Lindsi and I woke up bright and early the next morning. We’d spent a long evening first compiling our message about the water systems and loading it onto a data stick — Lindsi hadn’t wanted to send it from her home terminals — and then working out what we should do next. The system, the Ship had said, was breaking down. Too many resources were being abstracted, too many constructions serving no functional purpose. We’d seen for ourselves that an awful lot of power was being allocated to “Miscellaneous” and “Unspecified” uses. Reluctant to try getting up to the solar strip and the atmospheric purifiers again so soon after having been caught there last time, Lindsi had come up with what seemed to me like an even more dangerous plan.
To be fair, she agreed it probably was, too. Dangerous enough that, today, we were going to be leaving. I didn’t go into the room with Lindsi and her family this time, waiting around outside and fidgeting. What she was going to do made me uncomfortable. The fact that I’d got her into this made me uncomfortable. And I could only guess what she was feeling.
It was quite a while before Lindsi strode out, rubbing a hand across her face. She looked around and saw me, but kept walking, so I hurried to catch up.
How’d it go?
“Well… what do you expect?” She was tense. “I said I was going to go stay with a friend for a while, work on some stuff. But my parents are really worried about me. They wanted me to promise not to get into any more trouble, and you know I can’t do that! I said I’d take care of myself and that was not what they wanted to hear!” She clenched her jaw and shook her head. “Let’s not talk about it right now. We have things we have to do.”
But I saw her look back over her shoulder any number of times before we were out of the Dome, leaving through the forgotten crawlway in the scrapyard. I didn’t comment. I wasn’t even sure if I could have done what she was. I hoped I could, but how could I know? The only thing I had to lose was my life, or existence, or whatever you want to call it, and Lindsi herself. I no longer had a home, or a family, or any other friends. I felt detached, like I was floating, as I watched her get further from home with every step. Until this was over, she might not be able to go back.
Safely outside without anyone questioning us, we stopped for a moment as Lindsi looked back at the closing hatch.
“I wonder how many more of these there are.”
Hundreds, probably thousands, I said. They go everywhere. Everything has to be accessible for maintenance one way or another.
She nodded thoughtfully, and I guessed she was thinking about how useful they would be. They were an awkward, cramped, but mostly hidden way of getting around the Ship, bypassing most security… at least as long as no-one had locked them. Even then, it would probably only be a simple, easily-overridden lock.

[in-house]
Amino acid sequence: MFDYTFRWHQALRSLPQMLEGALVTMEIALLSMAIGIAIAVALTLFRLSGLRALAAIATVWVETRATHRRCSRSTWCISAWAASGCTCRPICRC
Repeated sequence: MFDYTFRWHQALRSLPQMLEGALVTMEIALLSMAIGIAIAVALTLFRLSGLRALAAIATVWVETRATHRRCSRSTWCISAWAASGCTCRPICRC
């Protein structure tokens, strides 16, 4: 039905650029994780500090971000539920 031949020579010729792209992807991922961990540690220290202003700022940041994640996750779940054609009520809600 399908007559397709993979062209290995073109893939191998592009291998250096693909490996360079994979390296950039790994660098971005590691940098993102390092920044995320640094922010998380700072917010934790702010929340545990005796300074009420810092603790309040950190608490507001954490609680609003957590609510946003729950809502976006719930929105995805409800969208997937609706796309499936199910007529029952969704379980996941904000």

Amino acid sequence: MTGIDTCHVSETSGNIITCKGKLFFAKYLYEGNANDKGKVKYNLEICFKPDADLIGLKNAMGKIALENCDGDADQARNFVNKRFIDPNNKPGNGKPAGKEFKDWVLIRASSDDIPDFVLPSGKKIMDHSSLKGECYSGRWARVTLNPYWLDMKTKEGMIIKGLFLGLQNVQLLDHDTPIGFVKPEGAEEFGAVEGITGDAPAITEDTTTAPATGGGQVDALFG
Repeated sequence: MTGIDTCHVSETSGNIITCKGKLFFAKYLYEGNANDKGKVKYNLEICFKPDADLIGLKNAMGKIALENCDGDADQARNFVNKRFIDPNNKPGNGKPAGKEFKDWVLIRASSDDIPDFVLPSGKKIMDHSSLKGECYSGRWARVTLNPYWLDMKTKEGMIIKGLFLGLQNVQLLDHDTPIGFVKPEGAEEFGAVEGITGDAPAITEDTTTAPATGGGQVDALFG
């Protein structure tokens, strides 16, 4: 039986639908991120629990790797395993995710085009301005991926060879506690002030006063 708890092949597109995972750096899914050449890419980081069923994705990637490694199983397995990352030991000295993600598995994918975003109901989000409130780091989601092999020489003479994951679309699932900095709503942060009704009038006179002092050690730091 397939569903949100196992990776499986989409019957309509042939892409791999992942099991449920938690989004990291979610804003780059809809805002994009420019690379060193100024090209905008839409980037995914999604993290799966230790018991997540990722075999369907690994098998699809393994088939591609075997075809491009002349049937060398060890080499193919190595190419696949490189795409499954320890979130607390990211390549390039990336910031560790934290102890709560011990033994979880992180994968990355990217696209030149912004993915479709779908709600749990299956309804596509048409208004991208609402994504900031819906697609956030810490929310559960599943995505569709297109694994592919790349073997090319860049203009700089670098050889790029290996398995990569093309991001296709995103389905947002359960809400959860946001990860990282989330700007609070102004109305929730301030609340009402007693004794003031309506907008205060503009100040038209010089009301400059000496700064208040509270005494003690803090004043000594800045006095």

“Well… let’s get going.”
I followed alongside as she started to walk. We were headed for Cargo, a name only really still in use because it was what was engraved on the signs. Once, who-knew-how-many generations ago, the Ship had had things loaded aboard it from somewhere else. I’d tried to picture it before, but never really felt that it was real, a strange and painted place, a sphere of rock spinning in space, its air held on only by gravity, bound to a star and to all the things that could go wrong with it. I suppose the Main Reactor is our star, of a sort. Controlled, tamed, and kept in the heart of the Ship, it burns the same interstellar fuel that elsewhere collapsed into stars, fusing it into heavier elements through the same reactions, and generating the power that sustains our lives. But it seems a much safer, more certain, more elegant method than relying on a star, at least to me.
Now, Cargo was home to whatever engineering projects didn’t belong anywhere else. That had been the case when I had lived, at least, but now, I’d learnt from Lindsi, it was restricted. Nobody seemed to know what happened in there, and the people who worked there apparently weren’t allowed to talk about it. Lindsi and I had decided it was about time someone finally found out. Whatever the big secret was, it was almost certainly part of what was endangering our Ship!
Cargo is below the Engineering decks, and is made up out of a series of cavernous halls which have been refitted so many times I’m not sure anyone but the Ship knows what they originally looked like. Lindsi said that, like Reactor Control, the auth-locks don’t let most lifts stop there. We were going to have to find another way in. Whatever was in there, whatever someone was keeping secret, we needed to know — and so did the rest of the Ship.
The Fused by V. L. Bending is licensed under a Creative Commons Attribution-ShareAlike 3.0 Unported License.